iam learning to setup a NFS server with fedora14. I have gone through couple of materials for this topic. I have a doubt. Say if i have user1 till user5 on my NFS server with their home directory under the /home and the /home directory is shared. If user1 logs into a client machine then will he be able to see home folders for the other users or just his own home folder. Because in the /etc/exports file there was an option saying "subtree" and according to my understanding this means that the subdirectories under /home will also be shared. Does that mean all the users should be able to see all other users home directory and its contents but not read/write?? Correct me if iam wrong.
Ubuntu 10.04 64 bit I ran following command to change username; # usermod -c "Real name" -l new_username old_username but forgot adding -m option to move the contents of the old home directory to the new home directory. Therefore; # ls /home old_user_directory
I must to give ssh connection to own customer. So I want to lock ssh user on own home directory. It is not necessery to reach other folders. I know that ftp user can lock on own folder but I don't know how to lock ssh user.
I am having problems setting up SFTP on a Red Hat server to clamp users down to their home directory. I have created the user, removed /bin/bash login shell and replaced with the below in the passwd file. The user can login by sftp but can browse around the server and download any files apart from other users file. Have also assigned the user over to the sftp user group.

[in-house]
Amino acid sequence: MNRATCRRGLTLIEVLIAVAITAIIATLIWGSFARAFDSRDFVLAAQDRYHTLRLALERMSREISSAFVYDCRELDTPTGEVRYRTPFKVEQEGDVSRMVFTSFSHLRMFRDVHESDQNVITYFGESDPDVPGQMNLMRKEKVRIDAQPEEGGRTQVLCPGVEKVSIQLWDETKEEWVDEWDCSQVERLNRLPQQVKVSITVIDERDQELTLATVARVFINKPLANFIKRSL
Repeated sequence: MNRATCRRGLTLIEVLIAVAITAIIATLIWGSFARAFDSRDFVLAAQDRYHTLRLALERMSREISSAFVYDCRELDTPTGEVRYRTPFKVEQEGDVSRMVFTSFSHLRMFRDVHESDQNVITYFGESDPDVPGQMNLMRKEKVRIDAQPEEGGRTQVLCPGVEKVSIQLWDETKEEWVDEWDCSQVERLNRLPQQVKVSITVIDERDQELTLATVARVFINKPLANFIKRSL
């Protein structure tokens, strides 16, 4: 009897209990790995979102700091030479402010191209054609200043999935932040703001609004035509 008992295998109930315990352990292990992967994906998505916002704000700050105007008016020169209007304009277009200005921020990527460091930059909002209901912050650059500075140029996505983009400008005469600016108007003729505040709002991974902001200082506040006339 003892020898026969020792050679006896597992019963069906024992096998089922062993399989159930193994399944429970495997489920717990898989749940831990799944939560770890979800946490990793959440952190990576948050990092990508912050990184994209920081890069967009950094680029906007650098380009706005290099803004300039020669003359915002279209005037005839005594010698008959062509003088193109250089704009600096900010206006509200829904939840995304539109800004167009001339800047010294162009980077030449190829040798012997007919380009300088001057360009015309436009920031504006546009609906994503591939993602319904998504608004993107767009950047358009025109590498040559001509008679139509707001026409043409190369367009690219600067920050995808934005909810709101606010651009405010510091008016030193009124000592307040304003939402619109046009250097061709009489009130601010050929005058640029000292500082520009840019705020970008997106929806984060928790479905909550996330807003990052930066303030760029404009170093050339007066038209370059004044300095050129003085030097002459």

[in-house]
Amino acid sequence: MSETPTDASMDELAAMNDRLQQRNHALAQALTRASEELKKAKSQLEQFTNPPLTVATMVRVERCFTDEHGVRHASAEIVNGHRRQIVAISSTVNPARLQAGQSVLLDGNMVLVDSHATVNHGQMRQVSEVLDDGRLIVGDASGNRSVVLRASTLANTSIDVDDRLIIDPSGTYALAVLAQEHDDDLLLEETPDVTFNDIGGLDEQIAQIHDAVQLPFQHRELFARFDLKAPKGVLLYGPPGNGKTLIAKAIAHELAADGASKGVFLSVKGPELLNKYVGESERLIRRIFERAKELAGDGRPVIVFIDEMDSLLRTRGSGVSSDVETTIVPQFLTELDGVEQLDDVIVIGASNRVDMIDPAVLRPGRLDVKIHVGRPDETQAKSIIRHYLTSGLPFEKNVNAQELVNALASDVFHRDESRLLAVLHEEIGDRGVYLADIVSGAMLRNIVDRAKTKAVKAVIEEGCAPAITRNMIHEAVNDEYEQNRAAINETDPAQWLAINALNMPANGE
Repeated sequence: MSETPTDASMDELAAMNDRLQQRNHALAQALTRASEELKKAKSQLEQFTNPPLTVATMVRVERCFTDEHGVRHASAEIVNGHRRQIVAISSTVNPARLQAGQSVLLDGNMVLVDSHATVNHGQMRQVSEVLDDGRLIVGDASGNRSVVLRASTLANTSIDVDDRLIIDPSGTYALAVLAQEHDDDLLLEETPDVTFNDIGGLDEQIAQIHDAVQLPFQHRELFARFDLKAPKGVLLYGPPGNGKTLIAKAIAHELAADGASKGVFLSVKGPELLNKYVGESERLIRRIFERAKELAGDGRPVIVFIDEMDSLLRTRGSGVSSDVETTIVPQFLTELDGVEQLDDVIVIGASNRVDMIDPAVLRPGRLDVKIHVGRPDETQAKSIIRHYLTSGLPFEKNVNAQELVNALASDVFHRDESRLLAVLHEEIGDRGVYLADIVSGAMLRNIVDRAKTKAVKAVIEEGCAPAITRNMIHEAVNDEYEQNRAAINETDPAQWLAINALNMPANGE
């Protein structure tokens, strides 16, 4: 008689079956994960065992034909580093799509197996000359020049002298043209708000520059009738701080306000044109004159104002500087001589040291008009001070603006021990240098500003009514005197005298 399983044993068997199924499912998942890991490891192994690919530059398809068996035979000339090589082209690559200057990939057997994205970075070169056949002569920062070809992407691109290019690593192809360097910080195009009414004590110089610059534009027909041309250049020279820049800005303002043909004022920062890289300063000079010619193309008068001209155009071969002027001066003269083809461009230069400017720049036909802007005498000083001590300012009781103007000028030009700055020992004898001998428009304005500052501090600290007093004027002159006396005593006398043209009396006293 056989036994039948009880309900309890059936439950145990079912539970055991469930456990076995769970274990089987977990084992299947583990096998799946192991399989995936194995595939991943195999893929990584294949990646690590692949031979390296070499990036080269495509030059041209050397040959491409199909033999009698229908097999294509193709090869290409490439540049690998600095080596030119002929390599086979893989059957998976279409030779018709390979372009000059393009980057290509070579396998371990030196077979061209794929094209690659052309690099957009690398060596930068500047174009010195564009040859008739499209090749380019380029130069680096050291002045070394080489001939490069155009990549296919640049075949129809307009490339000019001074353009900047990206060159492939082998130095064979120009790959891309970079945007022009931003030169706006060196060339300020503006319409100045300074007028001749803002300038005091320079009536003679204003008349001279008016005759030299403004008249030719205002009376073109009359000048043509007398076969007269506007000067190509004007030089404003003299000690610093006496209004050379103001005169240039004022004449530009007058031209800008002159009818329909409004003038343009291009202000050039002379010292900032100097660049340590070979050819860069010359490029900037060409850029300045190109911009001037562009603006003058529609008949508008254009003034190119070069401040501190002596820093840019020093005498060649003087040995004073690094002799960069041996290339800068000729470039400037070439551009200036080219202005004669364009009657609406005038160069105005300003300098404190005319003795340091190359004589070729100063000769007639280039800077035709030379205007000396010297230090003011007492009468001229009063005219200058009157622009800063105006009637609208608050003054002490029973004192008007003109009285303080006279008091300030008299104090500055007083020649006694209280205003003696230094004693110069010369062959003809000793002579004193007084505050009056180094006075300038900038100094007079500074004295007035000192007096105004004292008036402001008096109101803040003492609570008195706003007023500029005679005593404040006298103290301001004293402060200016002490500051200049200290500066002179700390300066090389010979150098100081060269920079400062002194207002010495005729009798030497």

Code: SFTPUser:x:515:515::/home/SFTPUser:/usr/libexec/openssh/sftp-server Added following section to file - /etc/ssh/sshd_config
Code: Match Group sftp ChrootDirectory %h ForceCommand internal-sftp AllowTcpForwarding no
Is there a way where i can chroot their user home directory, lets say the user login on linux box /home/user, what i wanted to do is to chroot /home/user where user won't be able to browse the filesystem which is /. Tnx
How do I change user's home directory, because right now everything saves into File System and it's almost full(I got windows and Ubuntu installed in the same partition), while the other 120Gb filesystem is unused..
I grant read privilege to all the users to my .vimrc file . But my colleague still can't read my .vimrc file . I guess in addiction to give the read privilege to the .vimrc file, in some way I should give the person who want to read it the "access right" to my home directory first---which I don't know how to do it.